On today’s show we’re taking a look at the economic recovery. Some sectors will bounce back, and others will take a long time.
In real estate, we’re seeing some encouraging data during the month of May for several asset classes.
In the broad economy, the US lost about 30 million jobs in March and April. Canada lost about 3 million jobs. But in the month of May we’ve started to see the beginning of a recovery.
The US added about 2.8 million jobs in May, excluding farm employment. Canada added about 290,000 jobs in the same time period. May saw about 10% of the jobs lost in March and April return.
This is encouraging. Frankly, I was expecting that the wave of bankruptcies would create permanent damage to the economy..
Construction registered the strongest improvement among goods-producing industries with an increase of 464,000 jobs, or almost half the number lost in April. Despite the coronavirus shutdowns, house prices continued to rise, and some real-estate brokers and economists say they see signs that demand for new homes has started to rise in recent weeks. In fact, om May, we’ve seen demand for new homes surge 21% compared with the same period last year.
Mortgage applications for home purchases in the week ended May 29 also rose for the seventh straight week, up 5.3% from a week earlier and 17% from a year earlier, according to the Mortgage Bankers Association.
Several real estate brokers I spoke with in the past week are seeing a flurry of activity. One broker said that she sees a busy summer ahead with a large number of new listings coming in the second half of June. It’s as if the traditional Spring market is happening anyway, but just a couple of months delayed.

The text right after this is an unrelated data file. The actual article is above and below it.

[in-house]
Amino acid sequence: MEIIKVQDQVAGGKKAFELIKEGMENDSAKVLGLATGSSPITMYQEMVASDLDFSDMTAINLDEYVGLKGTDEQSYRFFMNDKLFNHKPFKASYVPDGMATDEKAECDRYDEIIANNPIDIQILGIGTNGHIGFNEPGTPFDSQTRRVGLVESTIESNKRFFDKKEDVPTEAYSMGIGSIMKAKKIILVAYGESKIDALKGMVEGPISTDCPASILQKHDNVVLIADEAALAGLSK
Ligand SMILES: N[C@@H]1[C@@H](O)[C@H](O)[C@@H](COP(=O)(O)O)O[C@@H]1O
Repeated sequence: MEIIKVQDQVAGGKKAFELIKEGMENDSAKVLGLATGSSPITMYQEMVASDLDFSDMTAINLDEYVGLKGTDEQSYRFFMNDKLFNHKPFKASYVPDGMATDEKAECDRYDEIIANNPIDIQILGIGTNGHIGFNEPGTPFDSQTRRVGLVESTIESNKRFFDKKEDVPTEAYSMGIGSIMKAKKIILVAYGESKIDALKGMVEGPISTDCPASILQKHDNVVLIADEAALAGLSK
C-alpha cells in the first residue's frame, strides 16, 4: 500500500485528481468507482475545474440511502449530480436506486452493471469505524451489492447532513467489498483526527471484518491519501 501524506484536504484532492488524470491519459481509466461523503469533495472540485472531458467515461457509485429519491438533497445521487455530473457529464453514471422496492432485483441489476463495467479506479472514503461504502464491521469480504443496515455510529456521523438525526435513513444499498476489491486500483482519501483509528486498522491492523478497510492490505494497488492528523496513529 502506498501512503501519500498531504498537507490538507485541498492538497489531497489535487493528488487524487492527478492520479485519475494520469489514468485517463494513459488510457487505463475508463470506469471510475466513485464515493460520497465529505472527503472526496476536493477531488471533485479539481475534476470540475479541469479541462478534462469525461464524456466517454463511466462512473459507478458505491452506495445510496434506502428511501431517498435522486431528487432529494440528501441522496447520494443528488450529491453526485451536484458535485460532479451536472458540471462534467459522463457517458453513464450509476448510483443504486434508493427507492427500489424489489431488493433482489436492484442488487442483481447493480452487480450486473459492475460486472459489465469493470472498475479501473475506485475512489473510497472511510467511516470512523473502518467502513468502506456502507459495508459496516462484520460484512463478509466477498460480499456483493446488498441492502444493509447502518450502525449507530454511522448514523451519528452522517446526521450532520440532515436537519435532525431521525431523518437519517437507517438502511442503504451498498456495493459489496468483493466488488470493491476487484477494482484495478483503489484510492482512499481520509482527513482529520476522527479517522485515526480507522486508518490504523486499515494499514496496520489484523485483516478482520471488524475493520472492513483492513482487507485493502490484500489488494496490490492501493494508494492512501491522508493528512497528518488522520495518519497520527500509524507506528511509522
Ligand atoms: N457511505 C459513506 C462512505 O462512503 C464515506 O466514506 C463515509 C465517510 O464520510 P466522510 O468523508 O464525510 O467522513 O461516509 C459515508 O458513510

Those who wanted to move in 2020, are going to move anyway unless they lost their job. Many markets are still experiencing a shortage of supply and rising prices. In my home market, detached homes at the entry level of the market show the lowest inventory. Homes in this category are usually selling on the first day of listing with multiple offers. So far during the pandemic, we’re seeing a 6.1% price increase compared with the same period last year.
Let’s be clear, this is a couple of weeks of data. It doesn’t define a trend. If this is a wave of pent up demand, that wave could subside later in the year. If we have a second wave of the pandemic, we could see a significant slowdown in the fall and winter.